Again, DON’T BLAME ADRIAN MARTINEZ for Nebraska’s struggles this season. Adrian and the defense is the difference between the Nebraska having seven one-score losses and 2007/2017 disasters. Grade: C

Defensive Line: The converse of Frost’s offense being kryponite for Wisconsin’s defense is that Wisconsin’s running backs have been kryptonite for Nebraska. Braelon Allen’s 228 yards is the fourth straight 200 yard game by the Badgers against Nebraska, and seventh straight 100 yard game since 2014. Nebraska had their moments slowing down Allen, but two breakdowns resulted in 71 and 53 yard touchdown runs. Ben Stille made a couple of noteworthy plays, especially where he ran down Allen from the other side of the field. And Casey Rogers put up some numbers after Damion Daniels exited the game. Grade: C-

Linebackers: Quiet day as far too often, Nebraska’s inside linebackers were blocked to clear the way for a big run by Allen. Garrett Nelson did have Nebraska’s lone sack on the day, but also had a glaring missed tackle on Allen. Caleb Tannor gave EVERYTHING he had to stop Allen and force a first quarter third and short. You could tell that Allen felt the effects of that hit as well...but the length of time Tannor was down on the field allowed Allen enough time to recover to chug 71 yards on the next play. Grade: D

Secondary: Cam Taylor-Britt had a huge pass breakup, but too often, Nebraska’s secondary wasn’t quite ready to deal with Wisconsin downfield. Myles Farmer seemed to be exploited a bit in this game. And has anybody noticed how quiet Marquel Dismuke has been for the last month or so? The Blackshirts have been a key reason why Nebraska’s been competitive in each game this season, but Wisconsin’s offense hasn’t been this productive most of the season. Grade: D+

Special Teams: Brendan Franke finally made a mistake on kickoffs, and NU’s awful special couldn’t cover for it, putting NU in a 7-0 hole seconds into the game. Oliver Martin did have an opportunity to return a punt late in the game with nobody around him for seven yards, but elected to simply fair catch. Alante Brown’s muffed kickoff put NU deep in a hole. Bad, bad, bad...and it wasn’t just the specialists. Nebraska clearly needs new blood on special teams, but I think hiring a dedicated special teams coach would be an overreaction, because it leaves coaching responsibilities open elsewhere because teams can only have ten full-time assistants. Hire a running backs or receivers coach who can also coordinate special teams might be the best solution. I had already identified Florida’s Greg Knox as the type of coach who might be a good candidate, and now he’s going to be available next week with the dismissal of Dan Mullen. Grade: Low F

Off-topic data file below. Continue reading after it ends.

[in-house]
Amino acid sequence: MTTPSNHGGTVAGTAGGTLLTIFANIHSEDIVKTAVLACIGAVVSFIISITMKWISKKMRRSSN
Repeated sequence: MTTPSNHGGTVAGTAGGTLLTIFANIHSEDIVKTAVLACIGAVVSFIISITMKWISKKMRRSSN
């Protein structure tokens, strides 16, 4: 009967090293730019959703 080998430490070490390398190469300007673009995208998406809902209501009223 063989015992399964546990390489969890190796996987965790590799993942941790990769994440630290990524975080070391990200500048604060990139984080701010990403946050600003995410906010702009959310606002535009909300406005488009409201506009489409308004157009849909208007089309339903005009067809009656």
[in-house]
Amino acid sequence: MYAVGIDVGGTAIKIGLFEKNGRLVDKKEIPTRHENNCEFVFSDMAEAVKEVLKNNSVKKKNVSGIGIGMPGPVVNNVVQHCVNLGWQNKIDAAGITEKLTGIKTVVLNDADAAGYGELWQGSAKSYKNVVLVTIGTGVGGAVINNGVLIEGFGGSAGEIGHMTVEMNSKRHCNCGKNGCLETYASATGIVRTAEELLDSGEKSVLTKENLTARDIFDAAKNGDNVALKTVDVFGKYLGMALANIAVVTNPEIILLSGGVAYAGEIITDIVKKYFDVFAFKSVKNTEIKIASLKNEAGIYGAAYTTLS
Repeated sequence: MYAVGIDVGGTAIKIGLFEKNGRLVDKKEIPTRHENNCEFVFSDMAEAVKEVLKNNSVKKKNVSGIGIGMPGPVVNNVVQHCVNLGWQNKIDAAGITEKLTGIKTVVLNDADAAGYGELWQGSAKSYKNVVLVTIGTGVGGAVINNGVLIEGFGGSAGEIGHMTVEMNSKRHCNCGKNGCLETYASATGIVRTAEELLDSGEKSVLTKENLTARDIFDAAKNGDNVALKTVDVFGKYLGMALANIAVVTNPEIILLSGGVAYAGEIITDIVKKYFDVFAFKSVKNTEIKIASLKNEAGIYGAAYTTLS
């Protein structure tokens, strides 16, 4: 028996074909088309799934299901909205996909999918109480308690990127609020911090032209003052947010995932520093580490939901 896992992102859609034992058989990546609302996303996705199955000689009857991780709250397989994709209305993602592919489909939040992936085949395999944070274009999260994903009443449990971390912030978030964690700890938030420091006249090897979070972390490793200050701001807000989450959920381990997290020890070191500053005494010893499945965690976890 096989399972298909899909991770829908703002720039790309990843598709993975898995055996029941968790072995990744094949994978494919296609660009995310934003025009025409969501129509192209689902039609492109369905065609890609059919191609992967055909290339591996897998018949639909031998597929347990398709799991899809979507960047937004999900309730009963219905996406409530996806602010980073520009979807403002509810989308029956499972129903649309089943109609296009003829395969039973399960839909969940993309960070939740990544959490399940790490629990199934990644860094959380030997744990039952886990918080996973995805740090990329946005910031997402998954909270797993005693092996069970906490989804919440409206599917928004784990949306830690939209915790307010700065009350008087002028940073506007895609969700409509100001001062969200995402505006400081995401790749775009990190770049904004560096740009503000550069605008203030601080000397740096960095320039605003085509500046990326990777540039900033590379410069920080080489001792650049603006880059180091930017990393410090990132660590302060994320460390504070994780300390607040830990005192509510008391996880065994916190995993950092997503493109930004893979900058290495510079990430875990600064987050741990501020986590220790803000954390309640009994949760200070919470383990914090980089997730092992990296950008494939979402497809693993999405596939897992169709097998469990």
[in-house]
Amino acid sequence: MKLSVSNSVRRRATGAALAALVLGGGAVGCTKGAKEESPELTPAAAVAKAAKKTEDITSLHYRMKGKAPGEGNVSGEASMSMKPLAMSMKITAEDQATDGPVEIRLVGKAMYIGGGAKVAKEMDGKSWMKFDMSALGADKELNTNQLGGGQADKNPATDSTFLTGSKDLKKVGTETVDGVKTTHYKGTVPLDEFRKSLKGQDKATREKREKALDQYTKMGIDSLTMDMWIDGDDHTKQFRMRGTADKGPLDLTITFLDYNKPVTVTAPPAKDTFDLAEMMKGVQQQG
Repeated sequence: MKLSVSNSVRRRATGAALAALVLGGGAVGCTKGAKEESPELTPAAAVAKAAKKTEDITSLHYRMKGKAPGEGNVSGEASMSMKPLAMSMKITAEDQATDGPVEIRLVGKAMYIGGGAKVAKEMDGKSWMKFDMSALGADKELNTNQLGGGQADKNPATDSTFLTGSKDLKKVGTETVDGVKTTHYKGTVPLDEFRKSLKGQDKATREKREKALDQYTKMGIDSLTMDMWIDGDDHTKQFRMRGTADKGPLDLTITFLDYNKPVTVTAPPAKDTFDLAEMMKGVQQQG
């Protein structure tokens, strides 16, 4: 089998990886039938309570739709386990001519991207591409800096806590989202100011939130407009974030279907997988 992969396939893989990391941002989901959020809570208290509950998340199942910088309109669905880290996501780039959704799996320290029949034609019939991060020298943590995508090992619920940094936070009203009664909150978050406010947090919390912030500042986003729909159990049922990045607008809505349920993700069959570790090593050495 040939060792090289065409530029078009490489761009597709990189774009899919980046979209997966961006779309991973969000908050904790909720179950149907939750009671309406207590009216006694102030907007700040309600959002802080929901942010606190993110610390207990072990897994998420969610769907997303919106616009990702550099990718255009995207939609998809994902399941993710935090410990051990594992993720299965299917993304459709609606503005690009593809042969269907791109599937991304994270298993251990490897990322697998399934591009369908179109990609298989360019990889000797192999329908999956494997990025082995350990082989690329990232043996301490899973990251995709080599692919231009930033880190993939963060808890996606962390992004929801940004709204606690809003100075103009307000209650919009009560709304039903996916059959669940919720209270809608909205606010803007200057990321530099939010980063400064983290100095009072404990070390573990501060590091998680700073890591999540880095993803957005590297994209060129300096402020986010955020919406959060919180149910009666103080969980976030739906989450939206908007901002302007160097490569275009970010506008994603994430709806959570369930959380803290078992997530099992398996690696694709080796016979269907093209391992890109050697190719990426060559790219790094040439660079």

Overall: C- I know we’re all tired of “close” losses, but I do believe we HAVE to have hope. At least more hope than we had after Melvin Gordon put 408 on the Blackshirts. Hire a good offensive line coach, try to pick up a offensive tackle or two in the transfer portal, and then we’re closer to having an offense consistent enough to match up with the Blackshirts.

Poll

How would you grade the Huskers for their 35-28 loss to Wisconsin

  • 4%
    A - An option for Wisconsin fans
    (28 votes)
  • 17%
    B - But for a couple of plays and a blown call by B1G refs, it could have been the win.
    (98 votes)
  • 42%
    C - Could have won...but didn’t
    (243 votes)
  • 21%
    D - Defense couldn’t control Wisconsin’s Big Zero, and the Huskers didn’t win.
    (126 votes)
  • 13%
    F - Failed to win again, and I only grade pass/fail.
    (78 votes)
573 votes total Vote Now